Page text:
Australia plans to improve grid stability and flags caps to renewable energy connections.
In light of rapid uptake of renewables, Australia is looking to improve its power grid’s stability to counter generation risks and overburdening of the transmission system. The country’s transmission system and grid lines were initially developed for coal-generated energy. However, nearly two-thirds of coal-fired capacity in the National Electricity Market (NEM), is due to close by 2040. Thus, there is a need for an overhaul to accommodate the penetration of renewables.
According to a report, Australian regulators have flagged plans for new caps to renewable connections to its power grid to reduce risks associated with network congestion with increasing addition of renewable power generation capacity. Connection caps on renewable energy zones with tender processes are expected to introduce new generators in an orderly manner. Improved stability is also expected to bring down uncertainty for investors.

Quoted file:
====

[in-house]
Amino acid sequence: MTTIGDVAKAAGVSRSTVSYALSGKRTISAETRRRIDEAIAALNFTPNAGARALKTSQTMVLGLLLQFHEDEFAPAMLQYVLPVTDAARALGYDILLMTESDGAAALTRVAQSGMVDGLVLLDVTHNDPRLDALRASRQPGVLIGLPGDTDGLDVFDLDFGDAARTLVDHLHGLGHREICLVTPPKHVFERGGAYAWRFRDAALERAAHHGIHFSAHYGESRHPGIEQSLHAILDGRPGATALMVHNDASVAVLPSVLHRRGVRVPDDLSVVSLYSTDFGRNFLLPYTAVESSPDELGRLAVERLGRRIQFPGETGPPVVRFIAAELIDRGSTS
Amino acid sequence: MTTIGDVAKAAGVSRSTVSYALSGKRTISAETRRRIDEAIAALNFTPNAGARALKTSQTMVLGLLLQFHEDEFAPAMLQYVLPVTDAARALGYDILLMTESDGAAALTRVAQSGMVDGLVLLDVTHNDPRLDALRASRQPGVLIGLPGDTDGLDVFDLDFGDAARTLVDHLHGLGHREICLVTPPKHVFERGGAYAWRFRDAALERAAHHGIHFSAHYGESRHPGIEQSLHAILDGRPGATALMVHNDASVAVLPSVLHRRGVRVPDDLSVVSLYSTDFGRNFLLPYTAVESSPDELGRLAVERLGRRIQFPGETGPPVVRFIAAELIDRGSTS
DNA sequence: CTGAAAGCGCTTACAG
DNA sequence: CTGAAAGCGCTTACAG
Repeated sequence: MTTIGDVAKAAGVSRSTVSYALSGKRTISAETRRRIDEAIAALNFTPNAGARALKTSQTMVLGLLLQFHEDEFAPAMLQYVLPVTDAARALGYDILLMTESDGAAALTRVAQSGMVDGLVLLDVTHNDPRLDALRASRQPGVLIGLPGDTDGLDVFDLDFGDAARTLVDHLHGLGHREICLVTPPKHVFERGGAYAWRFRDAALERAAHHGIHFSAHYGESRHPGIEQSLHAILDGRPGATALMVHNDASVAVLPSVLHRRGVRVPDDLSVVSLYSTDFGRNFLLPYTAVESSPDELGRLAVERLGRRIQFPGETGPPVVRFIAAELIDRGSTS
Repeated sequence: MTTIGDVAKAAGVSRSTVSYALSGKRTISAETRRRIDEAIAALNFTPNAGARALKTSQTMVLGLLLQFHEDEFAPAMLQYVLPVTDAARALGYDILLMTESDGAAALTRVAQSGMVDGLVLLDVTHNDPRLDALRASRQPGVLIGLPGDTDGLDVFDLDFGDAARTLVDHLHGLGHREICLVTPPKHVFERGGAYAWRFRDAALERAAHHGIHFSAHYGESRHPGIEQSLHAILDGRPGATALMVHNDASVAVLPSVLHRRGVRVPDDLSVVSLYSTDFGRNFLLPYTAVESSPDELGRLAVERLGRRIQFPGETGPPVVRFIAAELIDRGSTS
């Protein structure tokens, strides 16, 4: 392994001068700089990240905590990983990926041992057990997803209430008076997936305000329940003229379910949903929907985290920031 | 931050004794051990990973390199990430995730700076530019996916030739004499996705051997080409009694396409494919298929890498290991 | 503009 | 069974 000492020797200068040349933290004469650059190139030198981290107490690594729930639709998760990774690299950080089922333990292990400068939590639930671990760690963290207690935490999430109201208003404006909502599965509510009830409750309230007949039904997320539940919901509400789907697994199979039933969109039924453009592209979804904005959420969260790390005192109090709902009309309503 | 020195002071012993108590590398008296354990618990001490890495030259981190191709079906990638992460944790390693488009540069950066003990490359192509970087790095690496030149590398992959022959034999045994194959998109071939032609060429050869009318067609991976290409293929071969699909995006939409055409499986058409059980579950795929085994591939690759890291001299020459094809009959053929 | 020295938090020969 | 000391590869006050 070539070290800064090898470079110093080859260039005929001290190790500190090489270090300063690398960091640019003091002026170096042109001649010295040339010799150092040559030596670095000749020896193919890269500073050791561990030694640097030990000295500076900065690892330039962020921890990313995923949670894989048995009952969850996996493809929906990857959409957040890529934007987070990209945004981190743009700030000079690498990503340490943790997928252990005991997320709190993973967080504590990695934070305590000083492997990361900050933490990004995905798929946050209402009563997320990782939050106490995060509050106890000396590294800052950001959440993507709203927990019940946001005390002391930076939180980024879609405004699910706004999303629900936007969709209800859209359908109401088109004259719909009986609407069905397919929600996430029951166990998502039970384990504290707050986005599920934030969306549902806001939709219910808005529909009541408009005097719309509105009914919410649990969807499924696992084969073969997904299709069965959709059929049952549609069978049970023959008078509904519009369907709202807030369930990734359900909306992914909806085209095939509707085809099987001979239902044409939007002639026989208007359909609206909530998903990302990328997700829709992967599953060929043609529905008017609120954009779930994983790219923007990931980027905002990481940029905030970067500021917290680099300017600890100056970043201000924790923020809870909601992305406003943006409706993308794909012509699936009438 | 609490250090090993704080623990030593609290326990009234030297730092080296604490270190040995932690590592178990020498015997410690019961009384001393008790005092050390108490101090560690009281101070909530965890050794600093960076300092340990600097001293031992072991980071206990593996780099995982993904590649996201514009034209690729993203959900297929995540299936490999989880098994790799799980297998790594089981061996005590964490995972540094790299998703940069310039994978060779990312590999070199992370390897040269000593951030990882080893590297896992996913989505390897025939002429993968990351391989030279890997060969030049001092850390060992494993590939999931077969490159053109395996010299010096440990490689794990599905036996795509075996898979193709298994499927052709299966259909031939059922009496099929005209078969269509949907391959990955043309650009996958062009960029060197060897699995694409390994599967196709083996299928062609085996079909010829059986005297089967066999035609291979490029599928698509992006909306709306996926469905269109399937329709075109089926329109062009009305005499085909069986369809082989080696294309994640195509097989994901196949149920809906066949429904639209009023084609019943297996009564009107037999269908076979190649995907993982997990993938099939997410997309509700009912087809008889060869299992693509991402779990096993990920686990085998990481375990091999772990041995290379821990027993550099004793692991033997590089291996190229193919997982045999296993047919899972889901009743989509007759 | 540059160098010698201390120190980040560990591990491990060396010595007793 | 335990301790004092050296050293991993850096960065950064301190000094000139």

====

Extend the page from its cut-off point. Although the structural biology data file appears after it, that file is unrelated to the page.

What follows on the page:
Australia is the world’s top coal and gas exporter. Although gas is seen as a key sector to grow in the Australian economy, many states are moving ahead with their own green energy plans. However, grid problems have been causing delays to the Australian renewable energy development pipeline. Project sponsors, regulators and grid operators are starting to realize the importance of the role energy storage needs to play to allow the smooth penetration of intermittent clean electricity. To sustain the long-term benefits of renewable energy and ensure it forms a major part of the despatchable resources, Australia’s energy policy has called for increased adoption of energy storage systems.
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